What I look for is anything that helps players (users) intuitively understand what’s going on in the game. By the way, if you’re interested in understanding more about design, I can recommend reading the book The Design of Everyday Things. If you’re wondering about what software to use, I prefer using Adobe Illustrator, but basically any vector-based program works well. Inkscape is a free open-source alternative. When working from pen/ink sketches you might prefer something like Photoshop or its free open-source alternative Gimp. Creating card sheets, I use InDesign, and as a free alternative you might want to try out Scribus. Daniel Solis has a great series on using InDesign on his Patreon page, which I can definitely recommend. At this stage I’m fine-tuning rules and looking to see whether they feel intuitive enough for players. When I’ve got my base iconography down and have a very polished game design I might be ready for the final stage.
Stage 3: Hi-fi prototyping where the focus is on aesthetics. I really don’t want to rush into this, because getting great art either costs time or money and often both. In the case of Pleasant Dreams I worked with Wayne Dorrington. He offered his services through BoardGameGeek, where I'm a frequent lurker. After seeing the work in his portfolio I immediately contacted him. We actually talked about three games: Ooh! (Out of Humans!), Leprechaun Slap and Pleasant Dreams. Working with him on Pleasant Dreams has been an amazing experience. When we first met I already had some ideas for the art I wanted to see, mostly based on the experience I wanted to bring across. He immediately liked it and in the brainstorming it became even better.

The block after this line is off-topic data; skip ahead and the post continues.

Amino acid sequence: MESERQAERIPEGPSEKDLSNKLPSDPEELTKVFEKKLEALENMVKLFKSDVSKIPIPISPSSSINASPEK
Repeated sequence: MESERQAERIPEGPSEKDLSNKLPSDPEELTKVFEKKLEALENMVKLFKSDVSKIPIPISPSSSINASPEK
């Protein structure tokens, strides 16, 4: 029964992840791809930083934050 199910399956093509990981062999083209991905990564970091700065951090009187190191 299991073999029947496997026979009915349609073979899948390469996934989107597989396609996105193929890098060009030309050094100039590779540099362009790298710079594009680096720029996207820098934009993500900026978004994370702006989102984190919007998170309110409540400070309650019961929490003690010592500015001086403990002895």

In creating the art we used objects that people have an emotional connection with. Instead of using a lot of gore, we tried to make them subtly unpleasant although I must admit some of them ended up being decidedly unpleasant. Next to giving the art a vintage tarot look, we were were inspired by prior art such as the illustrations you can find in the original books of Alice in Wonderland and Jan Svankmajer’s 1988 surreal movie adaptation of the same story.
The Takeaway: It is impossible to start prototyping too early. It is possible to spend too much time on creating a prototype.
During all stages of development the game went through heavy playtesting. The fact that Pleasant Dreams also plays well as a solitaire game made things easier. Add a playtime of about five minutes to that and you can imagine how this is a game that was easy to test literally hundreds of times. In the beginning, playtesting was mostly at MIT and at home (solo and with my wife), but pretty soon I started bringing it to the Game Makers Guild too (a Boston-based group of indie tabletop designers). There I’ve done regular, blind and intensive playtesting sessions. Intensive playtesting sessions are ones when the same group of people play a game many times in a row, to see whether the game holds up after players get a deeper understanding of the tactics and strategy involved. What I enjoyed seeing is that this lightweight game actually allows for quite a variety of strategies that are dependent on your opponent.
Being part of the game design community is, in my opinion crucial, when you want to design great games. Over the past few years I’ve gotten excellent advice from various people and want to highlight a couple of these:
The Game Makers Guild has provided resources, was my main source for playtesting, and the awesome members have given me a lot of encouragement for my project.
The people on BGDF have given me their thoughts on art and on a series of poems that were originally on all the cards.
BoardGameGeek was where I found the game’s illustrator, Wayne Dorrington.
MIT: Taking a course on game design was a great way for me to nudge myself out of my own game design habits. By taking a more focused approach to game design, I feel that I have become a better overall designer.
Boston FIG: Working intensively on the festival was an amazing experience for me. It got me many friends and connections in the game design industry (and actually my second contract proposal) and helped me look at games in a different way. Guess that evaluating the feedback for several hundreds of games leaves a mark. :)